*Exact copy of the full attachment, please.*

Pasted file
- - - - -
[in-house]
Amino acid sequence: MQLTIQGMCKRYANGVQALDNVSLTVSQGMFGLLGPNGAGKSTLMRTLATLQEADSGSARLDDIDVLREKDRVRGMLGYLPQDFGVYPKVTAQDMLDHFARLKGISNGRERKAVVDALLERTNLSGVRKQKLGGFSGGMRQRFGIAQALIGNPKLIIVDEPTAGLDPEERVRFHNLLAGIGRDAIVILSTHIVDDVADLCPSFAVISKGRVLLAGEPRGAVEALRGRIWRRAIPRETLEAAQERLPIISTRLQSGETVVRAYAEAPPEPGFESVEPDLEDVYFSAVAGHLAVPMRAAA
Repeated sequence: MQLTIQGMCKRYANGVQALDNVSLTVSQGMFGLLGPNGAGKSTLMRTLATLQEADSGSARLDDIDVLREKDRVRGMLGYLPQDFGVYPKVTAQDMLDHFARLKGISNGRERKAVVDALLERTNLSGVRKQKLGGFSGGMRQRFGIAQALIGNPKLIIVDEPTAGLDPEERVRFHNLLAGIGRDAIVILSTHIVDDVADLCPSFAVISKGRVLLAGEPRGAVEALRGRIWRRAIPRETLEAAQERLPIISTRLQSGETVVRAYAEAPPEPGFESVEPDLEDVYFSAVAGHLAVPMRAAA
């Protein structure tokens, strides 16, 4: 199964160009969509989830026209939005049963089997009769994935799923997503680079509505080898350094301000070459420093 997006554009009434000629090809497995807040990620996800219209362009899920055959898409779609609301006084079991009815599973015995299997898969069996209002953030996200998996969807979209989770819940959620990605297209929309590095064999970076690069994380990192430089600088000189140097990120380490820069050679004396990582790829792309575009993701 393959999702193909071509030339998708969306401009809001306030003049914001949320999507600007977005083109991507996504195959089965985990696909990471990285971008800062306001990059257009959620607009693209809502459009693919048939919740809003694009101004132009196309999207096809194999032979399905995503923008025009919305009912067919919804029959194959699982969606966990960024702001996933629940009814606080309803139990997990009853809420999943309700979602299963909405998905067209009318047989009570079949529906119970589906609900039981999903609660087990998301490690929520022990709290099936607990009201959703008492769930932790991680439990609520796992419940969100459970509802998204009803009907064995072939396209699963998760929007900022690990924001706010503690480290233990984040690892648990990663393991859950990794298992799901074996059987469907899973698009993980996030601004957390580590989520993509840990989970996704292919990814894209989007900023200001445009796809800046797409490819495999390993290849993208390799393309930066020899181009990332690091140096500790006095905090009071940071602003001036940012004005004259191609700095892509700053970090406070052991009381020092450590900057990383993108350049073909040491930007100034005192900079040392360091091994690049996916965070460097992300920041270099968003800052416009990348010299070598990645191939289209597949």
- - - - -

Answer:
[in-house]
Amino acid sequence: MQLTIQGMCKRYANGVQALDNVSLTVSQGMFGLLGPNGAGKSTLMRTLATLQEADSGSARLDDIDVLREKDRVRGMLGYLPQDFGVYPKVTAQDMLDHFARLKGISNGRERKAVVDALLERTNLSGVRKQKLGGFSGGMRQRFGIAQALIGNPKLIIVDEPTAGLDPEERVRFHNLLAGIGRDAIVILSTHIVDDVADLCPSFAVISKGRVLLAGEPRGAVEALRGRIWRRAIPRETLEAAQERLPIISTRLQSGETVVRAYAEAPPEPGFESVEPDLEDVYFSAVAGHLAVPMRAAA
Repeated sequence: MQLTIQGMCKRYANGVQALDNVSLTVSQGMFGLLGPNGAGKSTLMRTLATLQEADSGSARLDDIDVLREKDRVRGMLGYLPQDFGVYPKVTAQDMLDHFARLKGISNGRERKAVVDALLERTNLSGVRKQKLGGFSGGMRQRFGIAQALIGNPKLIIVDEPTAGLDPEERVRFHNLLAGIGRDAIVILSTHIVDDVADLCPSFAVISKGRVLLAGEPRGAVEALRGRIWRRAIPRETLEAAQERLPIISTRLQSGETVVRAYAEAPPEPGFESVEPDLEDVYFSAVAGHLAVPMRAAA
């Protein structure tokens, strides 16, 4: 199964160009969509989830026209939005049963089997009769994935799923997503680079509505080898350094301000070459420093 997006554009009434000629090809497995807040990620996800219209362009899920055959898409779609609301006084079991009815599973015995299997898969069996209002953030996200998996969807979209989770819940959620990605297209929309590095064999970076690069994380990192430089600088000189140097990120380490820069050679004396990582790829792309575009993701 393959999702193909071509030339998708969306401009809001306030003049914001949320999507600007977005083109991507996504195959089965985990696909990471990285971008800062306001990059257009959620607009693209809502459009693919048939919740809003694009101004132009196309999207096809194999032979399905995503923008025009919305009912067919919804029959194959699982969606966990960024702001996933629940009814606080309803139990997990009853809420999943309700979602299963909405998905067209009318047989009570079949529906119970589906609900039981999903609660087990998301490690929520022990709290099936607990009201959703008492769930932790991680439990609520796992419940969100459970509802998204009803009907064995072939396209699963998760929007900022690990924001706010503690480290233990984040690892648990990663393991859950990794298992799901074996059987469907899973698009993980996030601004957390580590989520993509840990989970996704292919990814894209989007900023200001445009796809800046797409490819495999390993290849993208390799393309930066020899181009990332690091140096500790006095905090009071940071602003001036940012004005004259191609700095892509700053970090406070052991009381020092450590900057990383993108350049073909040491930007100034005192900079040392360091091994690049996916965070460097992300920041270099968003800052416009990348010299070598990645191939289209597949």